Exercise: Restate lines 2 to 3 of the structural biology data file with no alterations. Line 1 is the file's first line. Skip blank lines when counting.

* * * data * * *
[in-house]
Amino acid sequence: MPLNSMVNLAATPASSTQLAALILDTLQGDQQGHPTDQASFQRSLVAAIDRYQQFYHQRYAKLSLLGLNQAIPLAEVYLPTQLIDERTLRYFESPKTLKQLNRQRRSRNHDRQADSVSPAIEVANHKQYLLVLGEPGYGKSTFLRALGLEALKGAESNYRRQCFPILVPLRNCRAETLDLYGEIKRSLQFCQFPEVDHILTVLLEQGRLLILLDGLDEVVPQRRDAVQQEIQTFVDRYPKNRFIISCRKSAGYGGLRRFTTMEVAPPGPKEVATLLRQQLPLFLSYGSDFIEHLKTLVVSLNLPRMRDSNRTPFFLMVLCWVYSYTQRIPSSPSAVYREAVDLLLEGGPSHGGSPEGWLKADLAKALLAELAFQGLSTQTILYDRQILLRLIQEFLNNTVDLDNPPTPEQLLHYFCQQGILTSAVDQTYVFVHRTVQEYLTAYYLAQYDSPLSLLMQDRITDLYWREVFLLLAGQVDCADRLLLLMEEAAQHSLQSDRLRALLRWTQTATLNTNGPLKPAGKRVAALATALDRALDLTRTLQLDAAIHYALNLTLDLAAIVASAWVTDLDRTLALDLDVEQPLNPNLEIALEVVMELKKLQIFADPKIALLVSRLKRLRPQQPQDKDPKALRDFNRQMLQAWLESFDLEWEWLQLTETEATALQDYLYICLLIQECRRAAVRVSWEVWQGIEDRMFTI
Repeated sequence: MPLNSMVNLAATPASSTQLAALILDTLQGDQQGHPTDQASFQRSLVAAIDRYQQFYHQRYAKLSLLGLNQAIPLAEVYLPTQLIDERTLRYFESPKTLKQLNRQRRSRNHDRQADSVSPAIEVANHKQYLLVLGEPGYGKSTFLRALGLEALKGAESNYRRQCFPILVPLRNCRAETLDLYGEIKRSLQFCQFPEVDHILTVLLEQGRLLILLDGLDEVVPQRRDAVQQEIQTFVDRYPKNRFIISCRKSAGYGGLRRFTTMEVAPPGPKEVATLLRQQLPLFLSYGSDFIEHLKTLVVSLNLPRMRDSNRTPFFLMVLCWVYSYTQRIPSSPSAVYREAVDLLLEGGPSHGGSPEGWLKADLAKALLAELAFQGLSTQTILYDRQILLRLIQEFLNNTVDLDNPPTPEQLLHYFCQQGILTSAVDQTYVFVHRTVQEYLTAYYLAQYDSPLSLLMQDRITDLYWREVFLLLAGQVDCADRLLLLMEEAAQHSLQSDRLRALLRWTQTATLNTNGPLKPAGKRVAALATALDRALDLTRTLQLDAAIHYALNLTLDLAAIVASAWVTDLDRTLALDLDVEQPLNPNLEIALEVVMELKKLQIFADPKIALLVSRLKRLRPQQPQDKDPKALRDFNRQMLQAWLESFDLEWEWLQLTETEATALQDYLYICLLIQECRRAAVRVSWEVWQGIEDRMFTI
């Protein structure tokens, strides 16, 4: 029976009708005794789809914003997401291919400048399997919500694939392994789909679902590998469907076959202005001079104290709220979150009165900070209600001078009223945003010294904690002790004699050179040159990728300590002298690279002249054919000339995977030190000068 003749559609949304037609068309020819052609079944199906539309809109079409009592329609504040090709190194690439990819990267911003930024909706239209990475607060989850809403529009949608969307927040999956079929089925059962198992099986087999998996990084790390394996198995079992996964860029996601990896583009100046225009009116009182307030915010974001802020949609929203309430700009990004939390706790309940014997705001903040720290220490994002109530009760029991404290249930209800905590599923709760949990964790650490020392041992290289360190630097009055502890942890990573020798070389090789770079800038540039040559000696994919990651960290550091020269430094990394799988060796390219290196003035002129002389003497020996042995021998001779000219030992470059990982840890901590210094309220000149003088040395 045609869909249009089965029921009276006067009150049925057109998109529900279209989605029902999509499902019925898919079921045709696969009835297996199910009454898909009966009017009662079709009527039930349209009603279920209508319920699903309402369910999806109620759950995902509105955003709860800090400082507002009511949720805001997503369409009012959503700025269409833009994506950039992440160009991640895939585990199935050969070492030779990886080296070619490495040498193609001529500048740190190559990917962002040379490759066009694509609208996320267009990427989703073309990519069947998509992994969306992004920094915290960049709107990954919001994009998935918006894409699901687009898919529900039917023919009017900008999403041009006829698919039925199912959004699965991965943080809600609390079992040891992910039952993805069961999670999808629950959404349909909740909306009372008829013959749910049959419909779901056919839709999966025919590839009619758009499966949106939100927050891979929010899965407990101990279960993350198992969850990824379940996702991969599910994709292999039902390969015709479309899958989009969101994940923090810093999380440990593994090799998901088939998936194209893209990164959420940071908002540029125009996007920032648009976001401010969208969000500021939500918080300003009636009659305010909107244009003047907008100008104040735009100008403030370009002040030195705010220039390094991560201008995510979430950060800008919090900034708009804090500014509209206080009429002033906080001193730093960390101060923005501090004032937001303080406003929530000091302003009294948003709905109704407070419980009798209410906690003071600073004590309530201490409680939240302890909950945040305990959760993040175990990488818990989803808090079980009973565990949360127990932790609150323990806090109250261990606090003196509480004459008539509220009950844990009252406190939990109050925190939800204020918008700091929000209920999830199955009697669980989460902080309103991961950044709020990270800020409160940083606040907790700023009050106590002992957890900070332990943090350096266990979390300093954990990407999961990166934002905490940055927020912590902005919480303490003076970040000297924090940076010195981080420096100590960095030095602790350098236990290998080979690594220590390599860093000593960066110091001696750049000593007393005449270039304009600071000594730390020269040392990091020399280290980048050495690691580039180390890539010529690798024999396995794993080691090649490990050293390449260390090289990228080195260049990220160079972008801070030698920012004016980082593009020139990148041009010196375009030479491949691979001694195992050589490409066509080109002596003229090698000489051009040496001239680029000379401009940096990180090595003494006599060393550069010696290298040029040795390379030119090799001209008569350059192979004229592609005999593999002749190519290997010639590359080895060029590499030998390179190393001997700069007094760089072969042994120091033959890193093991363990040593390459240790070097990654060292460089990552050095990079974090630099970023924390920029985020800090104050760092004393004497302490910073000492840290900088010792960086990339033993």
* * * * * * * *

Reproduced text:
Amino acid sequence: MPLNSMVNLAATPASSTQLAALILDTLQGDQQGHPTDQASFQRSLVAAIDRYQQFYHQRYAKLSLLGLNQAIPLAEVYLPTQLIDERTLRYFESPKTLKQLNRQRRSRNHDRQADSVSPAIEVANHKQYLLVLGEPGYGKSTFLRALGLEALKGAESNYRRQCFPILVPLRNCRAETLDLYGEIKRSLQFCQFPEVDHILTVLLEQGRLLILLDGLDEVVPQRRDAVQQEIQTFVDRYPKNRFIISCRKSAGYGGLRRFTTMEVAPPGPKEVATLLRQQLPLFLSYGSDFIEHLKTLVVSLNLPRMRDSNRTPFFLMVLCWVYSYTQRIPSSPSAVYREAVDLLLEGGPSHGGSPEGWLKADLAKALLAELAFQGLSTQTILYDRQILLRLIQEFLNNTVDLDNPPTPEQLLHYFCQQGILTSAVDQTYVFVHRTVQEYLTAYYLAQYDSPLSLLMQDRITDLYWREVFLLLAGQVDCADRLLLLMEEAAQHSLQSDRLRALLRWTQTATLNTNGPLKPAGKRVAALATALDRALDLTRTLQLDAAIHYALNLTLDLAAIVASAWVTDLDRTLALDLDVEQPLNPNLEIALEVVMELKKLQIFADPKIALLVSRLKRLRPQQPQDKDPKALRDFNRQMLQAWLESFDLEWEWLQLTETEATALQDYLYICLLIQECRRAAVRVSWEVWQGIEDRMFTI
Repeated sequence: MPLNSMVNLAATPASSTQLAALILDTLQGDQQGHPTDQASFQRSLVAAIDRYQQFYHQRYAKLSLLGLNQAIPLAEVYLPTQLIDERTLRYFESPKTLKQLNRQRRSRNHDRQADSVSPAIEVANHKQYLLVLGEPGYGKSTFLRALGLEALKGAESNYRRQCFPILVPLRNCRAETLDLYGEIKRSLQFCQFPEVDHILTVLLEQGRLLILLDGLDEVVPQRRDAVQQEIQTFVDRYPKNRFIISCRKSAGYGGLRRFTTMEVAPPGPKEVATLLRQQLPLFLSYGSDFIEHLKTLVVSLNLPRMRDSNRTPFFLMVLCWVYSYTQRIPSSPSAVYREAVDLLLEGGPSHGGSPEGWLKADLAKALLAELAFQGLSTQTILYDRQILLRLIQEFLNNTVDLDNPPTPEQLLHYFCQQGILTSAVDQTYVFVHRTVQEYLTAYYLAQYDSPLSLLMQDRITDLYWREVFLLLAGQVDCADRLLLLMEEAAQHSLQSDRLRALLRWTQTATLNTNGPLKPAGKRVAALATALDRALDLTRTLQLDAAIHYALNLTLDLAAIVASAWVTDLDRTLALDLDVEQPLNPNLEIALEVVMELKKLQIFADPKIALLVSRLKRLRPQQPQDKDPKALRDFNRQMLQAWLESFDLEWEWLQLTETEATALQDYLYICLLIQECRRAAVRVSWEVWQGIEDRMFTI